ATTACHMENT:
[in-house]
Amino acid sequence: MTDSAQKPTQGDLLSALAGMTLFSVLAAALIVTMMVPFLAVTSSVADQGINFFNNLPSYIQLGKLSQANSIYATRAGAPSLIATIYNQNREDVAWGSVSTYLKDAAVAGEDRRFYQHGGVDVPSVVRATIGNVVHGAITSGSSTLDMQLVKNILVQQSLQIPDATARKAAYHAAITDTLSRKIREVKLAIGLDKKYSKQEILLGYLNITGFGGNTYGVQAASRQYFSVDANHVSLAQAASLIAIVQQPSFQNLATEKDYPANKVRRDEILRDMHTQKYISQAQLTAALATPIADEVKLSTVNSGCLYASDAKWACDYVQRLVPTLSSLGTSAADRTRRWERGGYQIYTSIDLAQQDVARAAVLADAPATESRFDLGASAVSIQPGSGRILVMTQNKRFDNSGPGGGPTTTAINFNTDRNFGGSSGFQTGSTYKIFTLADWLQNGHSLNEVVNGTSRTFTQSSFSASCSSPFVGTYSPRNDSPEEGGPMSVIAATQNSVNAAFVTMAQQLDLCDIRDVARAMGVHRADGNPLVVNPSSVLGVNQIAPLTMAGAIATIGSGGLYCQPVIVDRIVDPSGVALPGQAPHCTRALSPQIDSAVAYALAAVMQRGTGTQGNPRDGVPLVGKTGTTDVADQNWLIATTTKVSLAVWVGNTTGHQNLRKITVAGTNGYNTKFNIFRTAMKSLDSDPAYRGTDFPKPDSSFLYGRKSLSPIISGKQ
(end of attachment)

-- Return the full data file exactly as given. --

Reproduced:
[in-house]
Amino acid sequence: MTDSAQKPTQGDLLSALAGMTLFSVLAAALIVTMMVPFLAVTSSVADQGINFFNNLPSYIQLGKLSQANSIYATRAGAPSLIATIYNQNREDVAWGSVSTYLKDAAVAGEDRRFYQHGGVDVPSVVRATIGNVVHGAITSGSSTLDMQLVKNILVQQSLQIPDATARKAAYHAAITDTLSRKIREVKLAIGLDKKYSKQEILLGYLNITGFGGNTYGVQAASRQYFSVDANHVSLAQAASLIAIVQQPSFQNLATEKDYPANKVRRDEILRDMHTQKYISQAQLTAALATPIADEVKLSTVNSGCLYASDAKWACDYVQRLVPTLSSLGTSAADRTRRWERGGYQIYTSIDLAQQDVARAAVLADAPATESRFDLGASAVSIQPGSGRILVMTQNKRFDNSGPGGGPTTTAINFNTDRNFGGSSGFQTGSTYKIFTLADWLQNGHSLNEVVNGTSRTFTQSSFSASCSSPFVGTYSPRNDSPEEGGPMSVIAATQNSVNAAFVTMAQQLDLCDIRDVARAMGVHRADGNPLVVNPSSVLGVNQIAPLTMAGAIATIGSGGLYCQPVIVDRIVDPSGVALPGQAPHCTRALSPQIDSAVAYALAAVMQRGTGTQGNPRDGVPLVGKTGTTDVADQNWLIATTTKVSLAVWVGNTTGHQNLRKITVAGTNGYNTKFNIFRTAMKSLDSDPAYRGTDFPKPDSSFLYGRKSLSPIISGKQ